Results from a stimulated clinical trial which discovered a genetic test for breast cancer that was cost effective when used to guide MRI screenings was announced by Archimedes. The study, "Cost-effectiveness of a genetic test for breast cancer risk," appeared in the December 5th online issue of the peer-reviewed journal Cancer Prevention Research.
"This Archimedes Model simulation suggests that genetic screening for breast cancer risk in conjunction with MRI can reduce cancer deaths and identifies a population at an intermediate risk near 20 percent for which it is optimally cost effective," said Tuan Dinh, PhD, vice president of analytics and modeling at Archimedes and one of the authors of study. "This study further illustrates that risk modeling may provide information that will enable physicians to better determine a patient's risk of disease and more appropriately allocate resources that will be beneficial."In 2007, the American Cancer Society recommended MRI as an adjunct to mammography for the screening of breast cancer in women who have a lifetime risk of breast cancer of approximately 20-25 percent or greater as determined by models based on family history such as the Gail test. In the virtual study, researchers used Archimedes' detailed simulation model of breast cancer risk factors, disease progression, and healthcare processes to estimate the costs and benefits of using genetic testing to refine estimates of risk for purposes of referring women to MRI screening. The simulation included growth, detection, and spread of tumors, as well as screening and treatment.
The model compared two tests to categorize patients by lifetime risk, the Gail risk test and the 7SNP test. The Gail model, which is widely used by the National Cancer Institute, estimates risk using information on age, race, family history, and age of menarche and first live birth. The 7SNP genetic test uses the genotype of the patient to refine the estimate of the Gail test. In the simulated study, average-risk patients received an annual mammogram and high-risk patients received an annual MRI.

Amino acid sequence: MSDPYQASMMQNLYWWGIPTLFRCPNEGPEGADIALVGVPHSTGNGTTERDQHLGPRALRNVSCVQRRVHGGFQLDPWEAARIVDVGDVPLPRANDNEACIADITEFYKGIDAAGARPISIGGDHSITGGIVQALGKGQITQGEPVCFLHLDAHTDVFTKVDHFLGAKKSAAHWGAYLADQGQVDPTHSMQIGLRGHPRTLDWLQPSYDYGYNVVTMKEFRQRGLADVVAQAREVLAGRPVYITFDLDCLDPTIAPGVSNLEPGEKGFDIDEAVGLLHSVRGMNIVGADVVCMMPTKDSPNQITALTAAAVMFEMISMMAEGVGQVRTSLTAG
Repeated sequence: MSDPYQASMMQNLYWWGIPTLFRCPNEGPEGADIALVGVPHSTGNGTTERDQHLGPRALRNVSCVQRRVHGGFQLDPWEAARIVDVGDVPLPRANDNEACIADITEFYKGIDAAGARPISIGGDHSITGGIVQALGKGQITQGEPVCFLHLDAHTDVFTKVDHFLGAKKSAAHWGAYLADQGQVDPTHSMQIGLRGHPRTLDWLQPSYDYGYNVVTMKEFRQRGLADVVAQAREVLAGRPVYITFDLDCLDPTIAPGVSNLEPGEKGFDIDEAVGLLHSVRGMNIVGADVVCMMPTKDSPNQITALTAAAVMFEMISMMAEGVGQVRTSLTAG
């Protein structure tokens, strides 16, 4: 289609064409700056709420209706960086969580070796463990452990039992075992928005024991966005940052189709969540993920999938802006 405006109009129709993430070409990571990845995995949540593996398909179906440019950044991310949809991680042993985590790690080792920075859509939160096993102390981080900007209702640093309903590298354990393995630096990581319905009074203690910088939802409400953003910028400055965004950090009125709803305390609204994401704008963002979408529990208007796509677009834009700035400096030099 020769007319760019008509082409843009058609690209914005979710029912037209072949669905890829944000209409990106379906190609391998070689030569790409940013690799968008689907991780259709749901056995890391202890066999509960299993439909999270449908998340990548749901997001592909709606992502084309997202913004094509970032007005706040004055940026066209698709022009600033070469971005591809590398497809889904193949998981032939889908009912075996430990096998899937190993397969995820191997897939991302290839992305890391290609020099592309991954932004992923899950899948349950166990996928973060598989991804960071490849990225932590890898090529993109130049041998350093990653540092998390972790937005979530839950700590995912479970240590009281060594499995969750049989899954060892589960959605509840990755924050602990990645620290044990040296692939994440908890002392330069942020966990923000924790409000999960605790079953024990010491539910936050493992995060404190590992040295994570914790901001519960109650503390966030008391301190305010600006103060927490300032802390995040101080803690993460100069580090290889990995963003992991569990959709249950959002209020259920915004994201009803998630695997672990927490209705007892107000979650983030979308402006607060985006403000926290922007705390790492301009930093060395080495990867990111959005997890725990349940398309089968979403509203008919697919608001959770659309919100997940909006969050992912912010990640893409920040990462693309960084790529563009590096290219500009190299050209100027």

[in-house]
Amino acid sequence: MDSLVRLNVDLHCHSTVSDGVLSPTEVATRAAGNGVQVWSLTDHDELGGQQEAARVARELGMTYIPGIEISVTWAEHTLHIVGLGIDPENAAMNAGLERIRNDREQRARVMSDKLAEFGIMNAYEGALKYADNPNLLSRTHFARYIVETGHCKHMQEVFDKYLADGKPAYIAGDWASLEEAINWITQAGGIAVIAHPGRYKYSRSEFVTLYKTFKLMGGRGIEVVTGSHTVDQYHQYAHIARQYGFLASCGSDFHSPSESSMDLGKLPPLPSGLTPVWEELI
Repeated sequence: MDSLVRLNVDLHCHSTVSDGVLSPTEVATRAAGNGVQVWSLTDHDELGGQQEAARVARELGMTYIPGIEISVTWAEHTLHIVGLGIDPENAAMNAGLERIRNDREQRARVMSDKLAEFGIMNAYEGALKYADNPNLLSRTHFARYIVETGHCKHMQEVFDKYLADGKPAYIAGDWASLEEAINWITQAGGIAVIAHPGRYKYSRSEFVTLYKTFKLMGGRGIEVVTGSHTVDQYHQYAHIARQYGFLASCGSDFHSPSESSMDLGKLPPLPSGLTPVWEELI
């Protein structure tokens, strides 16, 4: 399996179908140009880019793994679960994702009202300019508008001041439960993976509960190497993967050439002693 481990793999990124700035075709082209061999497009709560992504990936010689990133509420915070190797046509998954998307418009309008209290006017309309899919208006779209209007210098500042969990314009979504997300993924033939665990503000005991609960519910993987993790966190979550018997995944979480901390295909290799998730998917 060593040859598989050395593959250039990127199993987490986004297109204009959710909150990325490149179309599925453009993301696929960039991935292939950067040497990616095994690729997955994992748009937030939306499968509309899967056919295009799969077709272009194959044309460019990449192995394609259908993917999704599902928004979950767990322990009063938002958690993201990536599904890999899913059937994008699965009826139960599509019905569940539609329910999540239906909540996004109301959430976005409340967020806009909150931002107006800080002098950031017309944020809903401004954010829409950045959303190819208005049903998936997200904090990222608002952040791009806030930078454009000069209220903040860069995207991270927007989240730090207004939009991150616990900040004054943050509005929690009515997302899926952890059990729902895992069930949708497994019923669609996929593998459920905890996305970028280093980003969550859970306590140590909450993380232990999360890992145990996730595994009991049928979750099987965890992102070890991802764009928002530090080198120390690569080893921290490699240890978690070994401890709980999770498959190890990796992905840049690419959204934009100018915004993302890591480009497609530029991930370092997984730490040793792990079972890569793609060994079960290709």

The simulated population consisted of 100,000 non-Hispanic white women starting at the age of 40 with no prior history of cancer and a lifetime Gail risk of breast cancer of at least 10 percent. Cancer incidence was based on Surveillance, Epidemiology, and End Results (SEER) data and validated to the Cancer Prevention Study II (CPS-II) Nutrition Cohort dataset. Risk factors were drawn from the National Health and Nutrition Examination Survey (NHANES-4) and Prostate, Lung, Colorectal, and Ovarian Cancer Screening Trial data. Mammogram characteristics were derived from Breast Cancer Surveillance Consortium data.
For patients with a lifetime risk of at least 10 percent, the model showed that the 7SNP test results in a 2.7 percent reduction in cancer deaths relative to the Gail test alone. For patients with a risk of 16-28 percent, the 7SNP test saved 0.005 quality-adjusted life years (QALY) per person at a cost of $163,264 per QALY. The cost effectiveness of using the 7SNP test for patients with intermediate Gail risk is similar to that of other recommended strategies, including annual MRI for patients with a lifetime risk greater than 20 percent or BRCA1/2 mutations, for which the model estimated a cost of $141,415 per QALY, relative to mammogram.
"These findings may help physicians and their patients as they strive to identify optimal breast cancer screening options for individual women based on their current risk profile," added Dr. Henri Folse, lead author of the study. "In addition, investigators can use mathematical modeling and cost-effectiveness analyses, such as those described in this study, to identify an optimal range of risk for which prevention and screening strategies are most cost effective."
This study was a collaborative project between Archimedes and Genetic Technologies Ltd.